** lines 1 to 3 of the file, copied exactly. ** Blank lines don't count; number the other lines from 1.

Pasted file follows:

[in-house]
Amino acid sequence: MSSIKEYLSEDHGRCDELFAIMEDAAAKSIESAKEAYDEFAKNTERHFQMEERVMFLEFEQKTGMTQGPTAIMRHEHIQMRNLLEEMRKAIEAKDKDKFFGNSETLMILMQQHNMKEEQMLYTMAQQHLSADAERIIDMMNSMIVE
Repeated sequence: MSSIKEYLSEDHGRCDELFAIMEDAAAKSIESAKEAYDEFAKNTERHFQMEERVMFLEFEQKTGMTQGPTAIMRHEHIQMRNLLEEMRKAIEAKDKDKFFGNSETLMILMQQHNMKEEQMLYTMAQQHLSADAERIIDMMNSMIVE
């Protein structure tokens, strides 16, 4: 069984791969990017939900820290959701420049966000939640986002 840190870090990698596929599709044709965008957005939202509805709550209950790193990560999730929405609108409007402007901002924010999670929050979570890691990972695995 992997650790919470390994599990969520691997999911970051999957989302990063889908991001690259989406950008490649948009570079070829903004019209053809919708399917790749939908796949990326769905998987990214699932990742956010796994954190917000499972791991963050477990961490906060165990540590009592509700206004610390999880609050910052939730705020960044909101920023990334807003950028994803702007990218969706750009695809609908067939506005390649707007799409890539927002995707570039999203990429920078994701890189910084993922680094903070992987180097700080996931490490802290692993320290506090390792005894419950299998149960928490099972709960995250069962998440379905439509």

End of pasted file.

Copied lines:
[in-house]
Amino acid sequence: MSSIKEYLSEDHGRCDELFAIMEDAAAKSIESAKEAYDEFAKNTERHFQMEERVMFLEFEQKTGMTQGPTAIMRHEHIQMRNLLEEMRKAIEAKDKDKFFGNSETLMILMQQHNMKEEQMLYTMAQQHLSADAERIIDMMNSMIVE
Repeated sequence: MSSIKEYLSEDHGRCDELFAIMEDAAAKSIESAKEAYDEFAKNTERHFQMEERVMFLEFEQKTGMTQGPTAIMRHEHIQMRNLLEEMRKAIEAKDKDKFFGNSETLMILMQQHNMKEEQMLYTMAQQHLSADAERIIDMMNSMIVE